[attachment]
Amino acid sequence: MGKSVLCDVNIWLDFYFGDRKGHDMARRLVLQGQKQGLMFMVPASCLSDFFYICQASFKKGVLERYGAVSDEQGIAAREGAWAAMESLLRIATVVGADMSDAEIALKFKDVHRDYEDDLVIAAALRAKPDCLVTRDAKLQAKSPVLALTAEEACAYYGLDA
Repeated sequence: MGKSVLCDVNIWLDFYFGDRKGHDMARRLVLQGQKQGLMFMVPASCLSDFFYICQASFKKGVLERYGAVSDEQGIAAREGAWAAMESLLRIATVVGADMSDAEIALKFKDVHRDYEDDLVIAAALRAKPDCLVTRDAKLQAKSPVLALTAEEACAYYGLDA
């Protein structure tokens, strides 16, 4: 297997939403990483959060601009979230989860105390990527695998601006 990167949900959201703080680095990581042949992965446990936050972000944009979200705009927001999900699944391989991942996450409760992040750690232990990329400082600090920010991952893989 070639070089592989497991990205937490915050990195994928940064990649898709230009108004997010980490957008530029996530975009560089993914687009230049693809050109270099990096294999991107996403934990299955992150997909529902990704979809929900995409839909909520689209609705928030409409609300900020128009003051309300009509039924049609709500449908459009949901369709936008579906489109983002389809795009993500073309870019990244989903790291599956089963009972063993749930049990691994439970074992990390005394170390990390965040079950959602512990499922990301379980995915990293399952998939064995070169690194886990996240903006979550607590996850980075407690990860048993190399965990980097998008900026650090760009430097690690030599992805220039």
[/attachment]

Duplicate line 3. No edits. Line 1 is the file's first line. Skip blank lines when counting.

């Protein structure tokens, strides 16, 4: 297997939403990483959060601009979230989860105390990527695998601006 990167949900959201703080680095990581042949992965446990936050972000944009979200705009927001999900699944391989991942996450409760992040750690232990990329400082600090920010991952893989 070639070089592989497991990205937490915050990195994928940064990649898709230009108004997010980490957008530029996530975009560089993914687009230049693809050109270099990096294999991107996403934990299955992150997909529902990704979809929900995409839909909520689209609705928030409409609300900020128009003051309300009509039924049609709500449908459009949901369709936008579906489109983002389809795009993500073309870019990244989903790291599956089963009972063993749930049990691994439970074992990390005394170390990390965040079950959602512990499922990301379980995915990293399952998939064995070169690194886990996240903006979550607590996850980075407690990860048993190399965990980097998008900026650090760009430097690690030599992805220039």